In the interim between the adoption of the resolution and the issuance of the certificate of occupancy, plaintiff filed a complaint in lieu of prerogative writs alleging that the Board's grant of the variances was arbitrary and capricious. ShopRite objected to Gold Medal's application, complaining that the proposed non-conforming use would bring parking, traffic and safety concerns to the property. ShopRite contended that Gold Medal did not demonstrate an inherently beneficial use, nor did it demonstrate that it would suffer any undue hardship if the variances were not granted.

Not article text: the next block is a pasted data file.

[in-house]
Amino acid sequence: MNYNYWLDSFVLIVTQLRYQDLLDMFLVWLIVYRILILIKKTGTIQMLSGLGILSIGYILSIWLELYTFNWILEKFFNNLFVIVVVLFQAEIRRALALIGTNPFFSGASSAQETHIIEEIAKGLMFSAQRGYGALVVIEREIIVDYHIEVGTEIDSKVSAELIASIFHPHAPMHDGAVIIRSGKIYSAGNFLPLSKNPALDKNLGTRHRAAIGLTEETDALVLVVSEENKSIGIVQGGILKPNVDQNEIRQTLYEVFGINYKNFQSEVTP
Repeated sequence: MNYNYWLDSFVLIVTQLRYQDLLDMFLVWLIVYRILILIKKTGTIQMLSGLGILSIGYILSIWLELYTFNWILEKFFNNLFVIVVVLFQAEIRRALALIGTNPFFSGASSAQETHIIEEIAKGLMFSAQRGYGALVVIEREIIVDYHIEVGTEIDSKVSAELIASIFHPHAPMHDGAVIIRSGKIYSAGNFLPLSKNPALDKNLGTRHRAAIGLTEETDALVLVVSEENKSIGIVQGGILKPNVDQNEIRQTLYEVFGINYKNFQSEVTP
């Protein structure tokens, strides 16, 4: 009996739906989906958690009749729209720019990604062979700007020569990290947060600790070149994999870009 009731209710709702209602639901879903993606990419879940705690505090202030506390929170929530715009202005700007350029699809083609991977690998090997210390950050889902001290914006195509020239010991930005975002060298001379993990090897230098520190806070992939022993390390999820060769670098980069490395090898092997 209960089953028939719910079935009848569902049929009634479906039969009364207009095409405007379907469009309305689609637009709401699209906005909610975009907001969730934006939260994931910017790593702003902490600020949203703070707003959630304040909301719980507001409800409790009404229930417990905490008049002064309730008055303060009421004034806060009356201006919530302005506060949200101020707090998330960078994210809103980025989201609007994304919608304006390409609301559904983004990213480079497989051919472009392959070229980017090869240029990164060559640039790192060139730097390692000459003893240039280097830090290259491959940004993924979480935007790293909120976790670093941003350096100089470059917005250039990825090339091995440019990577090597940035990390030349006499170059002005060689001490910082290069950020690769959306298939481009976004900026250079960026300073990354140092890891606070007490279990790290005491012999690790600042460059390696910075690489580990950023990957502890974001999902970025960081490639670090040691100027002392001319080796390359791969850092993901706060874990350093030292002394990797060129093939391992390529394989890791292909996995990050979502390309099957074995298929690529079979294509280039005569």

Gold Medal's owner, Gary Patti, testified at the Board hearing that the health club currently has 2,400 members and is open from 5:00 a.m. to 11:00 p.m. Monday through Thursday, 5:00 a.m. to 9:00 p.m. on Friday and 7:00 a.m. to 6:00 p.m. on Saturday and Sunday. Patti testified that the Speed School trains children from ages seven to thirteen during after-school hours and on Saturdays.

Defendant ACP Properties (ACP) is the owner of the shopping center. ACP's representative testified that the area is in retail use, not industrial. He did not dispute that there was a parking deficiency, but believed that Gold Medal's operation would generate less parking demand than another retail operation.